Jenna Love 31:44

We do have to remember that, don't we, but at the same time, we have to keep pushing the fight and we can't settle for leaving anyone behind. So this moves well into talking about SWOP. So you work with the sex workers outreach project, the New South Wales branch, can you tell us a bit about what that is?

Chantell Martin 32:03

Yeah, sure. Okay. So SWOP was born out of decrim. Okay. But prior to SWOP, the Ministry of Health set up an organisation called the Australian Prostitutes Collective, back in the 80s, I think they started, it was only a pilot project. So it started up for the whole purpose, so that the Ministry of Health could find out why, and how they could reach sex workers, because back then, in the 80s, as you all know, that was the start of the AIDS epidemic. So for a lot of communities, there were a few that were marginalised in the way of spreading HIV and vectors of disease and all of those.

Jenna Love 32:48

Yeah, well, the the media and the politicians didn't exactly help with that. marginalisation, did they?

Chantell Martin 32:52

They did not, they did not at all. And so what happened with that, because, you know, you've got the gay community that were marginalised, the injecting drug users, and sex workers. So the Ministry of Health needs to find a way of trying to address those - getting stuff out there, like PPE for sex workers, and clean and safe injecting equipment for injecting drug users, and condoms and everything for both sex workers, for the whole three, you know. And so they were only able to do that by forming these organisations and those three are still around today. So, we have swapped out the Australian Prostitutes Collective that ran out for, I think, a period of a year to two years maybe. And all of that information and all that data and research that was collected through the Australian Prostitutes Collective, was fed back to the Ministry of Health back then. And of course, they looked at all of that information, and they saw so many positives, and having peers deliver health promotion to our own community. You know, we were, we were more susceptible to taking condoms or safe, clean injecting equipment from a peer rather than from somebody who's real clinical and is going to throw the book at us first before they actually give us the condoms or whatever. So, with all that information, they took that away and then out of that, not long after we had decrim and that's where SWOP was born. We're funded by the Ministry of Health. We're not funded enough though I feel we're better off than a lot of other six work organisations throughout Australia. You know, some of them are running on the smell of a bloody oily rag, and just doing the best that they can and literally in states that it's still criminalised, you know, and they don't have decriminalisation. So I take my hat off to our sister organisations in other states, you know, they don't have what SWOP does. But from that, we're funded by the Ministry of Health to do what we do, I mean, without decriminalisation, we wouldn't be able to reach half of the people that we've got, or have nearly enough allies that we have today. It's only because SWOPs been able to operate in a decrim system, where we're able to go there, we're able to sit on panels, were able to have a sex worker voice, here, everywhere, where there's need, where it needs to be, especially with the police, you know, so we do that. We do outreach, we outreach to all the brothels, and, you know, massage parlours and private sex workers and you know, street based workers, we do all of that. We run, you know, workshops where our community, of course, it's all been virtual, but I mean, hey, where else would you find, you know, private worker 101, which helps a lot of workers in this day and age, especially with the pandemic, who were brothel workers only help them transition over into the private sector.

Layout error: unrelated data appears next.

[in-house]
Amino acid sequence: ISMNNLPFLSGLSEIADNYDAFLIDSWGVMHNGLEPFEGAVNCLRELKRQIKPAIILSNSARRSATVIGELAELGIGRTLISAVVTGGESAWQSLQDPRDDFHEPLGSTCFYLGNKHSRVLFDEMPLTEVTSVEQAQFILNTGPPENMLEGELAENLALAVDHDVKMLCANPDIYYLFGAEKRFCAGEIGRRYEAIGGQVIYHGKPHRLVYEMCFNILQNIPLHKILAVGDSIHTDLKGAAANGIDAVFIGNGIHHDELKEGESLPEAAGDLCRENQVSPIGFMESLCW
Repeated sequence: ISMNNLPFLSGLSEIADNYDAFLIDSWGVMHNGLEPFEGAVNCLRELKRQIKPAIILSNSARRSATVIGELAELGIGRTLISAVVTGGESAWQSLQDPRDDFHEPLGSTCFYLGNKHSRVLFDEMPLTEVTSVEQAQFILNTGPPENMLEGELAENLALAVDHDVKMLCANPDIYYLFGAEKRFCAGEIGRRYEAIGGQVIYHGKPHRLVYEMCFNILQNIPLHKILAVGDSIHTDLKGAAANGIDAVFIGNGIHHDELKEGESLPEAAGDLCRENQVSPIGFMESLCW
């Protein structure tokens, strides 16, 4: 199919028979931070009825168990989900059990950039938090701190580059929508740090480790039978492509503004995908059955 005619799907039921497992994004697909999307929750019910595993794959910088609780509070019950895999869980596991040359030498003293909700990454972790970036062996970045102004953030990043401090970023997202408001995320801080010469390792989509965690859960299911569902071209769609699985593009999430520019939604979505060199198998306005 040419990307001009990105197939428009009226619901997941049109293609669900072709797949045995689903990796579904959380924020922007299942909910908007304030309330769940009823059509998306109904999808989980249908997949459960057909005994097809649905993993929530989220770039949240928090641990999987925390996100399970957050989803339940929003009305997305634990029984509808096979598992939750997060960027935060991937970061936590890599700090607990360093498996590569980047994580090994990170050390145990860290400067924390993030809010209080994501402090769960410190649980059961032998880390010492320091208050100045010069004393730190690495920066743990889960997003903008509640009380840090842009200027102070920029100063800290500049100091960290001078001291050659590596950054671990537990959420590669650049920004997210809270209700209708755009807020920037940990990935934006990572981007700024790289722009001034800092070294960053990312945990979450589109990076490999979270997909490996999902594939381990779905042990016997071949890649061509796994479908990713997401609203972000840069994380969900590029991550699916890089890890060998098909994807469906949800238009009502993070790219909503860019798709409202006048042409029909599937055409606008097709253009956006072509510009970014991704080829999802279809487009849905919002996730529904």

Jenna Love 33:20

As a New South Wales worker who doesn't live in the city, I've actually found the online workshops to be more accessible for me. So that's kind of been a positive I think, for some of us that are, you know, more regional and stuff.

Chantell Martin 36:08

Yep. Exactly. Exactly. So there's all of that stuff there. That happens. That SWOP's doing. We're at events, we, we support our local, you know, community in events, like we attend Pride, you know, and just love it. And then we go into, you know, we work with the Aboriginal and Torres Strait Islander community as well, you know, in that area, of course, that's a different community altogether, when it comes to sex work. And don't identify as sex workers, it's sex favours or it's opportunistic, you know, and so we've had to change the language there. So we're doing quite a few things. But our website and our Facebook page, just follow us and you will get all the information there.

Holly Harte 36:53

So that will be all linked in the show notes as usual, as Jenna is very organised. So Chantell, what is your role at SWOP? And can you tell us a little bit more about what your role specifically involves?

Chantell Martin 37:05